Lethbridge Herald, The (Newspaper) - October 29, 1970, Lethbridge, Alberta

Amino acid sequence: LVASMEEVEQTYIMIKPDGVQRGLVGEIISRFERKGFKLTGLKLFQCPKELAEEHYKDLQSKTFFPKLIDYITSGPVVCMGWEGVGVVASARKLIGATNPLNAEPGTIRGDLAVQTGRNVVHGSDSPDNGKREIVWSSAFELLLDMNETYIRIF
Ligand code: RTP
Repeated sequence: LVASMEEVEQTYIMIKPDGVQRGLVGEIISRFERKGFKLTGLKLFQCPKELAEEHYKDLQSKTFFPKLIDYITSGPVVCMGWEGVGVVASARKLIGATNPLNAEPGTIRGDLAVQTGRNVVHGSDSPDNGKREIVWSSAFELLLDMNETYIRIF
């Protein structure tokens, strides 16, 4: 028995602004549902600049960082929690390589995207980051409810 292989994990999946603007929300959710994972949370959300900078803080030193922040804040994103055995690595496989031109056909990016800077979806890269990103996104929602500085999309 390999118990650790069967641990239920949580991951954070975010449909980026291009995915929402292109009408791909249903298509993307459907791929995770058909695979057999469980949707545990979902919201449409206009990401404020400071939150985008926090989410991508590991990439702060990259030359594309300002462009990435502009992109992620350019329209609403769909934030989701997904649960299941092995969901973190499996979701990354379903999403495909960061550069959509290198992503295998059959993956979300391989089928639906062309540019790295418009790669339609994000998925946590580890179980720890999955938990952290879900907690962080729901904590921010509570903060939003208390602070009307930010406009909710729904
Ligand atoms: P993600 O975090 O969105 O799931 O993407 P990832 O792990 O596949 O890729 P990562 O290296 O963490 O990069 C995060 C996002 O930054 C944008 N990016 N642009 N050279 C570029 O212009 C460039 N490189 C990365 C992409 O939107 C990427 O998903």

4 THI UTHMIDGI HEKAIP ThurfJoy, 1970 Neal Ascherson i Potsdam Agreements And Moscow Treaty Prairie Cheer News of big wheat sales to China has given a transfusion to the West- ern Canadian economy that nothing else could have accomplished. It is a whopping increase over last year and will probably mean that over-all sales for 1971 will amount to half as much again as they were last year, and well above the 1963-64 peak year. Prices per bushel were not disclos- ed but they are probably lower than those agreed upon in former con- tracts, when the Canadian dollar was at a much higher discount rate in terms of U.S. currency. The Peoples' Republic pays for its Canadian wheat purchases in the form of sterling, and the changed relationship between the Canadian dollar and the British pound is bound to have an effect on the price received by the Canadian Wheat Board although the higher exchange rate on the Canadian dollar will not affect the Chinese. The wheat board report of June 25, 1970 says that "the point in relating wheat prices to U.S. funds, the standard used in interna- tional trade, is designed to prevent the fluctuating exchange rate of the Canadian dollar from inhibiting the sale of our wheat on the world mar- ket. The rise in the value of the dol- lar, however, has the effect of lower- ing the return to the price pools which the Wheat Board operates for the Canadian producer." The Canadian farmer will probably get slightly less per bushel under the new contract, but the difference will be very little certainly not enough to erase the smiles from the faces of prairie wheat farmers. Indigestion In Santiago? WARSAW It is 25 years since Potsdam, a quarter a century since Truman and Sta- lin and Churchill met in an ugly, pseudo Tudor country house built for Hohenzollern princes. The fearsome ruins of Berlin were hidden from them by a serene lake and summer trees. Germany had been de- feated: more than defeated, physically and politically crushed as no nation had been crushed since Carthage. The three replaced before the end of the talks by Attlee, General de Gaulle ab- sent but adding France's con- sent later agreed upon the future map and fate of Ger- many. In Warsaw, a group of politi- cal scientists and historians re- cently looked back at Potsdam and asked themselves what re- mains. It is a good time to ask. In a sudden series of huge strides, West Germany and her neighbors are moving into a fresh and unexplored diploma- tic landscape. The Moscow treaty between West Germany The inauguration of the first freely elected communist head of govern- ment in Latin America, Dr. Salvador Allende will take place in Santiago, Chile on November 3. Dr. Allencle is described as a Marxist-Leninist, a term which may mean more to the -Communist world than it does in the West which has recently become be- wildered with the different forms of communism that seem to be spring- ing up everywhere. In any case, Dr. Allende has pledged his government to "create a new society, new morals and a new and he has told Chileans that they must be capable of sacrifice and willing to work for their "ideals" whatever form these take. Chile has joined the leftist camp in Latin America, there can be no ques- tion about that. Nationalization of mines, insurance systems, and bank- ing, plus expropriation of privately owned farming land are all on the cards. It has, not been announced whether nationalization will be out- right, or whether Chile intends to ex- tend some form of reparation to the huge foreign, predominantly Ameri- can copper mining interests. Already forces opposed to Dr. Al- lende are at work. The commander- in-chief of the Chilean armed .forces has been assassinated and suspicion points to rightists who bitterly op- pose the new government. It would be churlish to wish Dr. Allende and the Chileans anything less than good fortune but a new society, a new economy and brand new shining morals all within a per- iod of six years is a very large mouthful to swallow. One can only hope that it won't prove indigestible. Timothy's Travels Dr Timothy Leary, the high priest of the LSD cult, accompanied by a few of his anarchist friends has been on a trip recently. This one has pro- duced no splendid visions or psyche- delic experiences. He hasn't been able to see anything other than airport terminals and immigration offices. Leary ended up in Algeria after es- caping custody in California. Then he decided to take off for Beirut, Leban- on, where the authorities found him and his friends unacceptable. Egyp- tian authorities didn't like them any better and sent them back to Algiers. How long the Algerians will feel it necessary to provide refuge for Leary is not known. But even if they do ex- tend room, board and privileges, he is not likely to enjoy himself. The Algerians are reputed to welcome committed revolutionaries, opponents of apartheid and Al-Fatah guerrillas other words genuine political ex- iles. But they extend the cold shoul- der to drop-outs and drug addicts from the West. It looks as if the great Timothy were in for an extended bad trip and at the end of it he isn't going to find much sympathy wher- ever he wakes up. Scholastic Standards By Peter Hnnt rpHERE is a great deal of sugar-coated A waffle dispensed in much of the public discussion of secondary education; so here are a few bitter medicinal pills for some soft palates to taste, if not swallow. First let me make a few general admis- sions and then go on to state my main thesis. It is true that 'manpower' pressures on schools and compartmentalized learning vi- tiate even the best efforts of teachers. Schools reflect the big business rcores of society rather than the liberal aims of hu- man education. Creative and imaginative learning is thus inhibited. So much is com- monplace. But it is necessary to re-state it here, because I want to write of standards and rigor in teaching and learning, and some hazy thinkers seem to imagine that more humane schooling means less work and less scholastic discipline. It is my contention that students can accomplish much more in subjects than they do. This is particularly true of Eng- lish. After observing closely the work of which students here are capable and the. work which is often accepted for a pass in the subject, reinforced by information from other centres, it seems to me that stan- dards are too low. It is true that standards of attainment in any class group depend not only on the students' ability and readiness to learn but also on the teacher. But when only vague notions of aims and of standards required for various grades of pass in English, for instance, are extant, rigor is watered down from the start. The trend towards abolishing external exams is a good one; tlw case against external final exams in which students' re- sults are determined by a very limited sam- ple is well known and need not be repeated here. However, any decent system of in- ternal teacher assessment must include a concerted and well-thought-out attempt to make the marks awarded as valid as pos- sible. There seems very little awareness hero in some circles of the amount and quality of the research that has been done on this matter of sound internal assess- ment. Tire research only confirms, however, what any experienced teacher who has done a good deal of correction at all levels of English teaching, already knows. The main points to which I want to draw atten- tion here are: (i) the samples of work should be spread through the semester; Hi) the volume of work should be sufficient to make internal assessments more than a few 'tests.' In any case, learning to write depends on practice based on guidance and tuition; although it is reading that provides the main foundation; (iii) the range of writ- ten material covered by the students should be comprehensive; it should, the particular requirements of any English course, incorporate a broad representative spectrum of expression. This is all mere common sense. But it is also a basic ques- tion of ethics in teaching. There is current in many parts of Alber- ta a practice of simply awarding marks on the basis of statistical pass rates prevail- ing throughout the province, irrespective of the precise achievements of teachers or of students. In this sort of atmosphere, there is no guarantee of actual standards in the subject; and it would be better to restore, with all their built-in evils, the external pub- lic exams unless some attempt is made to ensure more definite aims and methods of assessment than prevail at present. All of this does not deny that in practice many teachers challenge their students and insist on high standards with all the various tech- niques and powers they may have at their command. But it does mean that there is too much scope for lazy, sleazy and sloppy approaches to education. Some students are led to expect, particularly in the diploma stream, almost automatic passes, and some drones manage to creep into the university- oriented courses as well. There is urgent need for subject-confer- ences in Lethbridge and beyond. There is urgent need for more rigor in many ways. Grade 12 English 30 needs to be tightened up. The syllabus is a good one but the city- wide exam, with its emphasis on multiple- choice questions and fragmented approach, is a poor one. Our best students in English need better treatment than that. The connection between the discipline of hard work and the pursuit of excellence on the one hand and mutual respect between teachers and students on the other is closer than is'usually assumed. While standards are haphazard and hazy and internal as- sessments are not moderated in a profes- sional manner by those qualified to do so, schools here will continue to function at a level below tin; capacities of the young pco- plo they serve. and the Soviet Unhr has been signed and industrial co-opera- tion between the two countries is swelling. A treaty finally ac- cepting the border as Poland's western frontier is under negotiation with Ger- many, and, in spite of a post- ponement of the talks that were due to go into their next round in Bonn in he first days of September, should be con- cluded by the end of the year. On the horizon now are similar West German treaties with Czechoslovakia and with East Germany. What relevance has Potsdam to all this? It is like the wreck of the Reichstag in West Berlin, a symbol of the lost hope of Germany's survival as a single State. Most of the Pots- dam structure was in ruins within a few years. The centre of the Potsdam agreements was the intention that Ger- many should be jointly ruled by the Soviet Union and the three Western victor Powers as a disarmed, de-Nazified but united area. In this sense, Pots- dam was the end of a period rather than the beginning of a new era. It was a brave but doomed attempt to prolong in peacetime the co-operation in war of the great Powers, and to make the anti-Hitler coalition the foundation of 'European se- curity. The coming of the Cold War destroyed this central arch of the Potsdam structure. None of the four allies was free of blame, but ten years later two heavily armed German States were in existence. West Ger- many was challenging the clear intention of Potsdam that the transfer of the old German east to Poland should be per- manent, and the Western alies uneasily underwrote that chal- lenge by emphasizing their statement at Potsdam that the final determination of Poland's wesern borders would be made at a peace settlement. That German peace treaty, as the Western Powers visualized it, has never been negotiated. In all probability, it never will be. And yet something of Pols- dam remains. The clear inten- "Stay On Long Enough To Have Your Picture Anthony Westell tion of the Powers that Poland should be re-established as a state with iU fronier on the Oder and the Lusitanian Neisse, has been fulfilled, and have fulfilled the letter of Pots- dam is rejecting the existence of the Polish State as well. That much of the Potsdam architec- ture survives, and from the ruins, something of the spirit of Potsdam has also been sal- vaged. This is not merely the insistent East German claim to have fulfiled iiie latter of Pots- dam by thorough de-Nazifica- tion and by suppressing the private industrial nexus which was supposed to have been the source of German imperialism. It is the more general- admis- sion at Potsdam that peace in Europe can only be preserved by recognizing the integrity of states and frontiers, and by co- operation between the Commu- nist and capitalist social sys- tems. But not all the Potsdam spirit was benign. To resurrect Potsdam as a structure or model would be as senseless as West Germany's long and ex- pensive restoration of the Heichstag to serve as an all- German parliament. Potsdam was a system in which the peace of Europe was to be guaranteed by joint Great- Power control of a particular part of Europe in this case Germany. The smaller coun- tries had secondary status, and could only make their needs felt through their client rela- tionship to one or more of the Great Powers. Today, Europe is moving to- wards a security system with a different architecture. The va- rious proposals for a European security conference envisage a collective security arrange- ment in which all countries would nominally have equal rights and in which the Great Powers would withdraw then- troops and weapons gradually from foreign countries. The idea of a permanent se- curity commission of some sort, as proposed recently by the Budapest declaration of the Warsaw Pact countries, might provide an institution in which smaller counries could make that formal equality to Great Powers like the Soviet Union a little more of a political reality. This is why the Poles, al- though still loyal to the'Validity of Potsdam as the charter of Poland's present frontiers, are anxious about certain survivals of the Potsdam spirit among the Western allies. Formally, Britain, France and the United States still consider themselves victor Powers entitled, with the Soviet Union, to maintain a military presence in Berlin and to preside over the final settle- ment of the German quwtioo. Did the Western allies pre- serve this status merely to assure a nervous West Ger- many, to keep up the appear- ance of pressing for a reunited Germany as half of the bargain which rearmed the Federal Re- public on the Western side? Or do the Western three valut these rights in themselves? It looks as if these which the Western allies base not directly on Potsdam, but on Immediately previous declara- tions of the victorious Powert- do in fact have a magic of their own for the West. Not only da they give a basis-for the pres- ence of the Western troops in Berlin: they preserve for the allies a semblance of Great- Power status and an undefined, ultimate influence over what a West German State does in- cluding what it does wito Rus- sia. To renounce these' rights might seem to break the old Cold War bargain, and to grant West Germany the moral op- portunity to withdraw from NATO integration. The Moscow treaty between the Soviet Union and West Ger- many was followed by notei from the Western Powers stat- ing, certainly, that they did not consider the treaty to infringe their own prerogatives but de- scribing those prerogatives in extremely vague and broad terms. Is there, then, a danger that the Western allies could act as a brake on Chancellor Brandt's Eastern policies? Probably they will not do to: with whatever concealed mis- givings, .they are endorsing the Brandt policy. One can guess that if tomorrow he announced that West Germany regarded the division of German as final and the prospect of an all- German peace treaty as nil, the Western allies would be ap- palled. Brandt, however, is too clever to shock either his allies or his voters in that way. To Poles, the danger is rath- er that West Germany is carry- ing too much of the burden of rebuilding the .economic and political links between the two halves Europe. No country wants to depend almost exclu- sively on West Germany as a Westward outlet, and the Poles argue urgently that France and Britain, especially, must start playing their own full part in the European search for a new pattern of relationships. To leave West Germany iso- lated in its Eastern contacts would be dangerous. To remain aloof on the plinth of the Pots- dam ruins, posing as Great Powers who need not concern themselves with minor treaties, would be for France and Britain absurd. (Written for The Herald an4 The Observer, London) Pauline Jewett Could Be Next Liberal President Leading Liber- als are urging Pauline Je- wett, a Canadian nationalist and women's liberation supporter, to take over as party president at the national conference in November. The post, would make Miss Jewett, 47 now a professor of political science and direc- tor of the Institute of Canadian Studies at Carleton University the most influential woman in the history of Cana- dian politics. Under the new Liberal or- ganization, the president is the key figure linking the party to the government and interpret- ing one to the other. Miss Jewett would have reg- ular private talks with Prime Minister Pierre Elliott Trudeau, meetings with the full cabinet Letter To The Editor to discuss political issues, and command of an aggressive par- ty machine seeking to build mass participation in politics. With Trudeau's emphasis on participatory politics and the modern party's determina tion to be more than a machine for dispensing patronage and gath- ering votes, the Liberal presi- dent has wider contact and more pervasive influence than most cabinet ministers. The present president is Sen- ator Richard Stanbury, 47-year- old Toronto lawyer who made his way up through party ranks as an Ontario bagman. He is widely respected for his straightforward ap p r o a c h to collecting party funds and for -his ability as an election organ- izer and party policy-maker. Irresponsible Action As a recent graduate of the University of Lethbridge, I am angered and disappointed with the irresponsible actions of i'nose responsible for the October 15 issue of The Meliorist. The student newspaper at the University of Lethbridge has been a constant thorn in the side of the administration, the fa- culty ind the majority of the students since its inception. In addition, it has, on many occa- sions, served to antagonize citi- zens of the City of Lethbridge. I am proud to have attended the University of Lethbridge and feel that. I received a fine education there. However, situ- ations like this one tend to les- sen the stature of the institution and therefore lessen the atature of my degree. With these thoughts in mind, urge the attorney general to do his duty and bring action against those responsible for this deplorable breach of the law. PATRICK J. WINDLE. Calgary. Protest Registered I would like to register a pro- test to the showing of the film "Alaskan Siifari" in Lelhbridge. This is not a "nature" film, as some of the advertisements lead one to believe it is a film about hunting. It is made and distributed by a United States company wliich intends to make money out' of the Canadian pub- lic by glorifying ths slaughter of the wild Ufa of Alaska. We in Canada are concerned With the preservation, of these species, which scientists tell us may be approaching c x t i n c t ion. Our neighbors may not see anything wrong with this film, but we utterly reject this irresponsible attitude. MARSHA REILLY. LcUibridgc. Prune Minister Lester Pear- son rewarded him for party services with a senatorship in February, 1968, and this cleared the way for Stanbury to become virtually a full-time president a few months later. He cut his law practice to a couple of days a week, skimp- ed in family life and, with Tru- deau's active encouragement, worked both to democratize the party and to link it more ef- fectively to the government and the parliamentary caucus. Stanbury has been suffering severe disc problems in his back, and although he now seems fully recovered, still treats himself with care. After the November national confer- ence, he would like to take things more easily, paying greater attention to his family and Senate duties. He has assured Trudeau, how- ever, that he will not leave the party in the lurch. That means that there has to be a good successor available or per- haps several candidates to con- test an election at the confer- ence. Party presidents in the past have been in effect, appointed by the party leader, who usual- ly followed through by putting his man on the public payroll by appointment to the Senate. A measure of the changing style of Liberal politics is that delegates at the November con- ference will have the final word in selecting a president. And as there is no longer a guarantee that the Prime Minister will make the president a senator, the party will provide a salary of to plus full expenses. Stanbury and others have been scn'iMng possible presi- dents, and Miss Jewett is high on the short list. A handsome, dark haired woman with a brisk, outgoing manner, she frankly enjoys pub- lic recognition, was an MP, from 1963 to '65, when she was defeated by George Hees, and then started her own public af- fairs TV show iu Ottawa. She has remained vice presi- dent of the Liberal Federation. On the left of the Liberal spectrum, she has been associ- ated with Walter Gordon's eco- nomic nationalism, and she par- ticipated a year ago in the Ed- monton teach in protesting the Americanization of Canada which was a landmark in the recent revival of political na- tionalism. Miss Jewett says that she has come to terms with the world as it is, a man's world, but she has been a speaker at women's lib rallies at Carleton. As party president, she would help to make up for the lack of women on the Liberal side ot the Commons and in the cab- inet. The party is proposing also, at the national conference, to change the constitution to abol- ish the separate women's fed- eration and to guarantee equal- ity of representation for men and women at future confer- ences. All this indicates the growing awareness that women, prompt- ed by the liberation- radicals, are seeing themselves in a new role in politics and demanding more serious attention. Tru- deau's image as a playboy, which was attractive to women in the last election, could become a liability if it appears that he has no respon- sible relationship with women in either his private or his pub- lie life. A woman at the head of the party, serving as a close advis- er to Trudeau, the cabinet and caucus, would improve the pub- lic image. Miss Jewitt is said to be in- terested in the party presiden- cy but reluctant to take over this year, perhaps because of commitments to Carleton and her academic career. She would prefer to wait a year or two. The solution may be for Stan- bury to remain in the job for the present, with the under- standing that lie will resign be- fore the next convention, enab- ling the executive to appoint Miss Jewett. LOOKING BACKWARD THROUGH THE HERALD 1820 City commissioners have granted increases to em- ployees. All clerical staff on monthly salaries will receive a month and hourly work- ers 13 per cent. a special meeting of city council, the mayor and council Were instructed to sign the contract for the purchase of the turbo generator. 1940 Germany has concen- trated about 70 army divisions in southeastern Europe, ac- cording to a British military expert. This would bo about men. 1950 Operations at Leth- bridge Collieries' No. 8 mine west of the city came to a full stop as 300 miners went on strike. The action follows a dis- pute over coal cars which have to be pushed by hand. The Lethbridge Herald 504 7th St. S., Lethbridge, Alberta LETHBRIDGE HERALD CO. LTD., Proprietors and Publisher! Published 1905 1954, by Hon. W. A. BUCHANAN Second Class Mail Registration No 0012 Member of The Canadian Press and the Canadian Dally Newspaptr Publishers' Association and the Audit Bureau of Circulation! CLEO W. MOWERS, Editor r.nd Publisher THOMAS H. ADAMS, General Manager JOE BALLA WILLIAM HAY Mananlng Editor Associate Editcr ROYF. MILES DOUGLAS K. WALKER Advertising Manacer Editorial Pago Edilor "THE HERALD SERVES THE SOUTH"